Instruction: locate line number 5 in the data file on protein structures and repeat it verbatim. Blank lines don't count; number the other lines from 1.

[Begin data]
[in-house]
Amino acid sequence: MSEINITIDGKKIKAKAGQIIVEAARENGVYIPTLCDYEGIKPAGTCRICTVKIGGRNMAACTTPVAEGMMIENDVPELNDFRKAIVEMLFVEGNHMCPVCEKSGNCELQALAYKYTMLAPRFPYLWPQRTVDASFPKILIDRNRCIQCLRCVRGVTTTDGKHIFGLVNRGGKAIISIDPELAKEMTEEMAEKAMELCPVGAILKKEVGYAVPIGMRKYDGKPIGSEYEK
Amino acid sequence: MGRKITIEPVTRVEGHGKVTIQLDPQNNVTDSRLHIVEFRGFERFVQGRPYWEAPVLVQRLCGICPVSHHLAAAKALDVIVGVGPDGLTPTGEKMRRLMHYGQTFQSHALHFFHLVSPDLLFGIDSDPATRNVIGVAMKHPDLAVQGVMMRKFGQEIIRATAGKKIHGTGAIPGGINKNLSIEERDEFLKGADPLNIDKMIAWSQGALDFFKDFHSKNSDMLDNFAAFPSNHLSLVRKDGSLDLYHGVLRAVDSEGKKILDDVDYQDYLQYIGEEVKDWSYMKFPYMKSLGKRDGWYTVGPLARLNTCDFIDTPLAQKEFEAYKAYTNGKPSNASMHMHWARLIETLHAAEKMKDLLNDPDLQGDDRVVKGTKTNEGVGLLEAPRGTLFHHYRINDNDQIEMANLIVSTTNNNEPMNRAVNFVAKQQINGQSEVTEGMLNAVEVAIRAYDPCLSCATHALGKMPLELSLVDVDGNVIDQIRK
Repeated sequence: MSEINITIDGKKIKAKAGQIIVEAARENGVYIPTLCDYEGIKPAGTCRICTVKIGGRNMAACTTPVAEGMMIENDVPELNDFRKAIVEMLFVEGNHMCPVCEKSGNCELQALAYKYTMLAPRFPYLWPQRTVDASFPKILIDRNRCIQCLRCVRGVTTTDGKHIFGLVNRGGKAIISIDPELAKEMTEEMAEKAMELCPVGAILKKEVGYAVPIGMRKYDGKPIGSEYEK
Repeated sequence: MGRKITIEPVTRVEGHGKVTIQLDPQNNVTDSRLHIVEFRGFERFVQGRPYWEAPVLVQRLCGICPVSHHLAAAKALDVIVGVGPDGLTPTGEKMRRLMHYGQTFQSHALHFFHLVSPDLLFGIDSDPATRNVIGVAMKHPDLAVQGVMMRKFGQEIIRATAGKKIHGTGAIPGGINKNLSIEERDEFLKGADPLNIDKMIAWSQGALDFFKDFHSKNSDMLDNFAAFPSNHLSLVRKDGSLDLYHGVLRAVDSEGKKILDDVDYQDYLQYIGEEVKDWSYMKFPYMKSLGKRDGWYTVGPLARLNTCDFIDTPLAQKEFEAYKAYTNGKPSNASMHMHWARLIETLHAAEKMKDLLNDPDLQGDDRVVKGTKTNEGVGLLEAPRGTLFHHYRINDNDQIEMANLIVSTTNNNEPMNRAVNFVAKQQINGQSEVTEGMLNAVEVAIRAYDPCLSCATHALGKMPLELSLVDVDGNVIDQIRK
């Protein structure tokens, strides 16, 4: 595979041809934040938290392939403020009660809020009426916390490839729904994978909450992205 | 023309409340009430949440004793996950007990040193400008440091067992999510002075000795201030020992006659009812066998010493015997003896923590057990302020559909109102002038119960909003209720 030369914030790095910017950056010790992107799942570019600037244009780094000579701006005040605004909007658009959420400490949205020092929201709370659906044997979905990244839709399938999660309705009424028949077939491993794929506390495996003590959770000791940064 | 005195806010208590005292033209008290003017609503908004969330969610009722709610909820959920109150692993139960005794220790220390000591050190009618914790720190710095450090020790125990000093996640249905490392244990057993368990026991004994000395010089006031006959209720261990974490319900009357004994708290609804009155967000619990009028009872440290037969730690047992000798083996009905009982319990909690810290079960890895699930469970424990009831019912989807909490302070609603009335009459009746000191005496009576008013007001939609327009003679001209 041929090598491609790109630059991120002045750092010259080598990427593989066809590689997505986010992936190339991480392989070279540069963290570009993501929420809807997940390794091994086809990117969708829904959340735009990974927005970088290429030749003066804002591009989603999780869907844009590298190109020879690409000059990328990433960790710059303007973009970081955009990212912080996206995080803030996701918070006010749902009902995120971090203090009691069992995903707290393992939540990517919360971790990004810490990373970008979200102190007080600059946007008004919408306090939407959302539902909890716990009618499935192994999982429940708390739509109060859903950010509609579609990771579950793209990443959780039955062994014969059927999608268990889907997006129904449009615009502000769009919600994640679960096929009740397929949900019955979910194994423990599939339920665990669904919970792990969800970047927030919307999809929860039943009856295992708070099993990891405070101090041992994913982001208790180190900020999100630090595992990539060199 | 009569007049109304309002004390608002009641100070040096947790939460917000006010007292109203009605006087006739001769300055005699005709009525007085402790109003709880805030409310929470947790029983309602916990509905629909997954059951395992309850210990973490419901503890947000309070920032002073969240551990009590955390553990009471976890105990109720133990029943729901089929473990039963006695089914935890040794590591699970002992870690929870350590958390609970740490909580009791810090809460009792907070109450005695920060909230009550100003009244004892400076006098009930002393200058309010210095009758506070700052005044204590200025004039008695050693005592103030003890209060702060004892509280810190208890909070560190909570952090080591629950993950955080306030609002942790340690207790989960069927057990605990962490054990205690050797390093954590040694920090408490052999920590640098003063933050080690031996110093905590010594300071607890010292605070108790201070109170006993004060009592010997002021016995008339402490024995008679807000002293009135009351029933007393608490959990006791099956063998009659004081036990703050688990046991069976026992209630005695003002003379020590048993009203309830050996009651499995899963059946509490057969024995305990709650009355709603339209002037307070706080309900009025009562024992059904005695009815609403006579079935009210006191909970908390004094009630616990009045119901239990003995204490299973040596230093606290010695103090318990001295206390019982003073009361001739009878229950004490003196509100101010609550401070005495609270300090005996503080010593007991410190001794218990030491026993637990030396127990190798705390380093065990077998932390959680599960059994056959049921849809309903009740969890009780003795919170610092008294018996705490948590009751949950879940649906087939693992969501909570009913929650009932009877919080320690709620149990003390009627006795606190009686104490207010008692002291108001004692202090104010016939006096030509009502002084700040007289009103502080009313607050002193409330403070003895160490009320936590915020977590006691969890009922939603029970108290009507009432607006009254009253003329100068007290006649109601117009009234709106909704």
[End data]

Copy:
Repeated sequence: MGRKITIEPVTRVEGHGKVTIQLDPQNNVTDSRLHIVEFRGFERFVQGRPYWEAPVLVQRLCGICPVSHHLAAAKALDVIVGVGPDGLTPTGEKMRRLMHYGQTFQSHALHFFHLVSPDLLFGIDSDPATRNVIGVAMKHPDLAVQGVMMRKFGQEIIRATAGKKIHGTGAIPGGINKNLSIEERDEFLKGADPLNIDKMIAWSQGALDFFKDFHSKNSDMLDNFAAFPSNHLSLVRKDGSLDLYHGVLRAVDSEGKKILDDVDYQDYLQYIGEEVKDWSYMKFPYMKSLGKRDGWYTVGPLARLNTCDFIDTPLAQKEFEAYKAYTNGKPSNASMHMHWARLIETLHAAEKMKDLLNDPDLQGDDRVVKGTKTNEGVGLLEAPRGTLFHHYRINDNDQIEMANLIVSTTNNNEPMNRAVNFVAKQQINGQSEVTEGMLNAVEVAIRAYDPCLSCATHALGKMPLELSLVDVDGNVIDQIRK